Experimenting with dragons again. Using food this time. Created at speed, as so often happens when crafting with enthusiastic children.
Never one to be put off by not having the right cookie cutter, I devised my own. A dinosaur and the moon put together to make a dragon. Might tinker with this combination a bit more, which sounds like a darn good excuse to do a bit more baking. Like I needed one. I want something that is easy to replicate and the children can do. Whatever their age. Expect a few more welsh dragons ready for St David’s day.
Somehow we didn’t get round to a craft activity I’d planned for the weekend. Not sure why, but it did mean that everything was lined up for us to do it after school yesterday. It happens to have a St David’s day theme. We chose a folk tale from one of our welsh story books. As we had less time, I drew up some figures from the story on white paper and transferred them to black construction paper, before cutting them out.
BL and I taped a sheet of white tissue paper to a cardboard frame, we made. Not forgetting to tape on feet to help it stand upright.
By this stage it was dusk. TF ran upstairs to find his torch. I showed the children how to hold the figures up to the shadow theatre and shine the torch behind it.
It was lovely to see BL and TF working together, telling the story. They remembered all the details. It really was entertaining to listen to them.
Later, I lit the fire in the sitting room and they used that to light the stage. Looking through from the kitchen, I could see the effect was stunning. I couldn’t help smiling at the sight of teddies all lined up to watch the play. Once they had run through the play, they started to make up other tales between them. Always amazes me that even the most simple toy can stimulate so much. In fact, I think the simpler it is, the more imaginative play is inspired. Open ended play at its best.
I suspect that they will make more players for their shadow theatre and more tales will be performed by my little story tellers. One change I will make. Next time I’ll organize a mirror for the teddies to hold. Just so the stage hands can enjoy the play too.
Of course it doesn’t have to be just for St David’s Day, I’m tempted to make a dragon for St George’s day too. Any favourite story would be fun to make and perform. Which would you make?
I’m linking up with Karen’s #LetKidsBeKids. For simple play ideas for children, hop on over.
Also linking up with the wonderfully creative Sara at creative jewish mom and
to Tuesday Tutorials
With St David’s day just 2 days away, it was time to make welsh cakes, yesterday. BL loves to help me make these yummy cakes. She takes on the weighing out and cutting out.
Welsh cakes always remind me of visiting my welsh Grandma. She would have a batch ready in a tin for all the grandchildren. To me, these cakes still epitomize the perfect welsh cake. And always will. She used beef lard and fried them, which added the flavour. My adaption of her recipe exchanges butter for lard and I dry fry them. Flavour is less, but I hope the calorific value and fat content is less too.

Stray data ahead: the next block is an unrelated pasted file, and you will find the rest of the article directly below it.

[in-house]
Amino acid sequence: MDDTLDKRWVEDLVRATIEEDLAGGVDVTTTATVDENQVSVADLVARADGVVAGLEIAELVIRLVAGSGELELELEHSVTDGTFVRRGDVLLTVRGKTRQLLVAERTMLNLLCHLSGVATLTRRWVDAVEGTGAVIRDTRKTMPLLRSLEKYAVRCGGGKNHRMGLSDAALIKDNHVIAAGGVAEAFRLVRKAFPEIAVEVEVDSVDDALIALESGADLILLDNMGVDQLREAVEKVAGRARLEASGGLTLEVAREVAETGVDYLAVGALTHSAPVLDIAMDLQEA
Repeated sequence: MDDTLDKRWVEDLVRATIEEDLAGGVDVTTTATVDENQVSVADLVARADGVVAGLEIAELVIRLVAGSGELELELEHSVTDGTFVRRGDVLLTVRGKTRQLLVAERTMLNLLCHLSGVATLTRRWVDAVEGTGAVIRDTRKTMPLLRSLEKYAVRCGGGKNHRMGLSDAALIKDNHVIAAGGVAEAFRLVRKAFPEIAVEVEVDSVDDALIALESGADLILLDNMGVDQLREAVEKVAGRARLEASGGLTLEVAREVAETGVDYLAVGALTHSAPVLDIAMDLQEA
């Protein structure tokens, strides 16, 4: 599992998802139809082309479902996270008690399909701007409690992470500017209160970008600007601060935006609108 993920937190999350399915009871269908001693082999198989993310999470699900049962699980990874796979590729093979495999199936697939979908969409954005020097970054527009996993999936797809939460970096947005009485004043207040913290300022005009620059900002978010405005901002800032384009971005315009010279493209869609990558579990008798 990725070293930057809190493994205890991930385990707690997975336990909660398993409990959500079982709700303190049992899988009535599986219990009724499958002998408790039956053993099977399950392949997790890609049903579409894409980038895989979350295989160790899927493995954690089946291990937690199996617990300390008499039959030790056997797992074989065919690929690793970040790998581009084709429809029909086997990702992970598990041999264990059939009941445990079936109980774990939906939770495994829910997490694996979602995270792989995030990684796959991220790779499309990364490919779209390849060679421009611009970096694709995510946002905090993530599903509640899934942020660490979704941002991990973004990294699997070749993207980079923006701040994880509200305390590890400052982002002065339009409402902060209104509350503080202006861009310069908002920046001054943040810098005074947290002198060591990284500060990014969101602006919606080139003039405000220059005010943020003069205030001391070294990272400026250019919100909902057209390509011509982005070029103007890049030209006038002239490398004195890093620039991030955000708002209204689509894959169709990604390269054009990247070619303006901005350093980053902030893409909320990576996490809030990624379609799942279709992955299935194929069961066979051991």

It’s strange to think that my children’s idea of welsh cakes, will be my version and not hers. She died before they were old enough to sample the contents of her tin.
As promised, I am going to share my recipe for welsh cakes. In time for St David’s day.
1lb (450g) self raising flour
8oz (225g) softened butter
6oz (175g) caster sugar
3oz (80g) sultanas or currants
1 tsp of mixed spice
pinch of salt
splash of milk
makes about 30 cakes
- In a bowl, rub the butter into the flour and salt with fingertips (or throw into the food mixer) until it resembles breadcrumbs and no big lumps are left.
- Add the sugar, eggs, spice and dried fruit.
- Mix until it becomes a dough. If it is too dry, add a splash of milk. The dough should not be sticky, but easy to manage.
- Roll out the dough on a floured surface until the dough is about half a centremetre thick.
- Use a round cutter. I use an 8cm cutter.
- Pop them into a flat frying pan or, we use a bakestone griddle(see photo below). I line my griddle with a silicon baking sheet, so that I don’t need any extra fat to fry it in, but otherwise the pan will need a light greasing. They will rise slightly, but they don’t tend to spread.
- Cook over a medium heat. Too hot and they will burn before the inside cooks. Too slow and they will turn out dry. They should be a golden brown on both sides, so don’t forget to turn them.
- Once ready, remove from the pan, and cool the cakes on a wire tray, but they are even better warm.
Once the first batch is out of the pan, BL tends to grab a few and disappear. Soon after, her little brother will appear and help himself. Even the dogs queue up. Then I am left to cook the rest. That’s ok. BL knows how to make them and I’ve passed this recipe on to her.
Who knows. Maybe she will make my welsh cakes with her children. Maybe even talk about her welsh Great Grandma. I hope so.
The welsh cakes can be frozen. When needed, defrost. Pop in a tray and cover with tin foil. Warm them up in a medium oven, until sufficiently hot.